United States v. Teofil Brank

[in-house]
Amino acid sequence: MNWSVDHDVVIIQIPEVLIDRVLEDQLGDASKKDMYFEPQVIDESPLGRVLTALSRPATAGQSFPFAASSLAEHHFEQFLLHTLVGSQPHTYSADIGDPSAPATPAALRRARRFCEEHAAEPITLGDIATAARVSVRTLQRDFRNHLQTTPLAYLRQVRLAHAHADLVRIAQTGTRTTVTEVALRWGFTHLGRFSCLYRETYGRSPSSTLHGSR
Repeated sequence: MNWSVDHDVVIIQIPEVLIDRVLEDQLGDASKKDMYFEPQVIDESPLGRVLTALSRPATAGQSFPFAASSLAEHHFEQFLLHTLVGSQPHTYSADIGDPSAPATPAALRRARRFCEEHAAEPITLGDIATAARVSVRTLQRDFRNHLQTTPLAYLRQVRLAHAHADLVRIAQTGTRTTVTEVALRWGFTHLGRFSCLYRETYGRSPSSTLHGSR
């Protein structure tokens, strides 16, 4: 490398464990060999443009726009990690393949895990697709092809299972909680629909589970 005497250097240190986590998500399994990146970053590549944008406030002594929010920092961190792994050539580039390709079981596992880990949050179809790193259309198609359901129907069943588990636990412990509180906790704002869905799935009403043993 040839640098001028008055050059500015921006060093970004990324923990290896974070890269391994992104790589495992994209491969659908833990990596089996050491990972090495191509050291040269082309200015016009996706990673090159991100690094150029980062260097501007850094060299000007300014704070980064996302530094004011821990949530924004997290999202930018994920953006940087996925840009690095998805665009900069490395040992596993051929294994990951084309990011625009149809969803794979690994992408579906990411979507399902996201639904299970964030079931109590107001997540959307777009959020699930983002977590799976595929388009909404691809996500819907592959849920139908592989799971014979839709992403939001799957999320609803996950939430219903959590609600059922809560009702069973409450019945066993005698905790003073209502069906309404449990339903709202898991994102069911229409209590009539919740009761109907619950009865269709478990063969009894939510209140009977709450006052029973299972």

FILED NOT FOR PUBLICATION FEB 06 2018 UNITED STATES COURT OF APPEALS MOLLY C. DWYER, CLERK U.S. COURT OF APPEALS FOR THE NINTH CIRCUIT UNITED STATES OF AMERICA, Nos. 15-50467 Plaintiff-Appellee, D.C. No. 2:15-cr-00131-JFW-1 v. TEOFIL BRANK, AKA @JarecWentworth, MEMORANDUM* AKA Jarec Wentworth, Defendant-Appellant. Appeal from the United States District Court for the Southern District of California John F. Walter, District Judge, Presiding Argued and Submitted June 8, 2017 Pasadena, California Before: Reinhardt and Hurwitz,** Circuit Judges, and Berg,*** District Judge. * This disposition is not appropriate for publication and may not be cited to or by the courts of this circuit except as provided by Ninth Circuit Rule 36-3. ** This case was submitted to a panel that included Judge Kozinski, who recently retired. Following Judge Kozinski's retirement, Judge Hurwitz was drawn by lot to replace him. Ninth Circuit General Order 3.2.h. Judge Hurwitz has read the briefs, reviewed the record, and listened to oral argument. *** The Honorable Terrence Berg, United States District Judge for the (continued...) Teofil Brank appeals his convictions for one count of transmitting threatening communications with intent to extort, in violation of 18 U.S.C. § 875(d); two counts of extortion and attempted extortion affecting interstate commerce by nonviolent threat, in violation of 18 U.S.C. § 1951(a) (“the Hobbs Act”); one count of using a facility of interstate commerce to facilitate unlawful activity, in violation of 18 U.S.C. § 1952(a)(3); and two counts of receiving proceeds of extortion, in violation of 18 U.S.C. § 880. He also appeals his sentence. For the reasons set forth below, we AFFIRM. 1. Brank first argues that extortion as defined in the Hobbs Act does not include threats causing fear of injury to reputation. Brank takes the position that only threats causing fear of physical violence or economic harm are cognizable as extortion under the Hobbs Act. This argument is not well-taken. Extortion under the Hobbs Act is defined as “the obtaining of property from another, with his consent, induced by wrongful use of actual or threatened force, violence, or fear, or under color of official right.” 18 U.S.C. § 1951(b)(2). That is precisely what occurred here; Brank obtained Burns' property, inducing Burns to part with it through wrongful use of fear that Burns' private life would be exposed. In United *** (...continued) Eastern District of Michigan, sitting by designation. 2 States v. Nardello, 393 U.S. 286, 296 (1969), the Supreme Court held that “extortion,” when left undefined in a federal criminal anti-racketeering statute (in that case, the Travel Act, 18 U.S.C. § 1952), encompassed threats to injure a victim’s reputation. We cannot conclude that Congress adopted a narrower definition of “extortion” in the Hobbs Act. Brank’s contention that the evidence was insufficient to establish extortion under the Hobbs Act must therefore be rejected. 2. Brank argues that the district court erred in denying his motion to dismiss for vindictive prosecution. Brank has not proffered evidence that the government acted out of “hostility or a punitive animus” in the ...

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